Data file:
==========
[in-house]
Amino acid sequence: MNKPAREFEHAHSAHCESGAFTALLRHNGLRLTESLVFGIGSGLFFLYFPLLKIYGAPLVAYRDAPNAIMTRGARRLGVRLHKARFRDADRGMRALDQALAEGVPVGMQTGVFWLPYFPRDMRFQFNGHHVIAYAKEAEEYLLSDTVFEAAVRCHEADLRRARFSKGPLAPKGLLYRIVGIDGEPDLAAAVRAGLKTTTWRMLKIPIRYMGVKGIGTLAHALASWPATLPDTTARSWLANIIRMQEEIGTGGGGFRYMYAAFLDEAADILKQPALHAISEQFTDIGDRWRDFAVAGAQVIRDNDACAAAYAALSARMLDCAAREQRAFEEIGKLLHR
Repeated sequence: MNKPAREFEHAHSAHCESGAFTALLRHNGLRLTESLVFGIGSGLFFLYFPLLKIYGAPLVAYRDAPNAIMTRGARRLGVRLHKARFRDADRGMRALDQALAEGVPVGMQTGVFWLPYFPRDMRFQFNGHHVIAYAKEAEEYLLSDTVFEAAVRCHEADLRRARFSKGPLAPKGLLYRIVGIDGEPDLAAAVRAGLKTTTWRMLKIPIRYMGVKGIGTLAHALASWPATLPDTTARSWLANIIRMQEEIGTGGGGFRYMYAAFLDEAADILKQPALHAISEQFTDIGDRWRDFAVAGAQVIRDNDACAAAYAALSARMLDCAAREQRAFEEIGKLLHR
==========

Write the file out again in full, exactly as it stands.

[in-house]
Amino acid sequence: MNKPAREFEHAHSAHCESGAFTALLRHNGLRLTESLVFGIGSGLFFLYFPLLKIYGAPLVAYRDAPNAIMTRGARRLGVRLHKARFRDADRGMRALDQALAEGVPVGMQTGVFWLPYFPRDMRFQFNGHHVIAYAKEAEEYLLSDTVFEAAVRCHEADLRRARFSKGPLAPKGLLYRIVGIDGEPDLAAAVRAGLKTTTWRMLKIPIRYMGVKGIGTLAHALASWPATLPDTTARSWLANIIRMQEEIGTGGGGFRYMYAAFLDEAADILKQPALHAISEQFTDIGDRWRDFAVAGAQVIRDNDACAAAYAALSARMLDCAAREQRAFEEIGKLLHR
Repeated sequence: MNKPAREFEHAHSAHCESGAFTALLRHNGLRLTESLVFGIGSGLFFLYFPLLKIYGAPLVAYRDAPNAIMTRGARRLGVRLHKARFRDADRGMRALDQALAEGVPVGMQTGVFWLPYFPRDMRFQFNGHHVIAYAKEAEEYLLSDTVFEAAVRCHEADLRRARFSKGPLAPKGLLYRIVGIDGEPDLAAAVRAGLKTTTWRMLKIPIRYMGVKGIGTLAHALASWPATLPDTTARSWLANIIRMQEEIGTGGGGFRYMYAAFLDEAADILKQPALHAISEQFTDIGDRWRDFAVAGAQVIRDNDACAAAYAALSARMLDCAAREQRAFEEIGKLLHR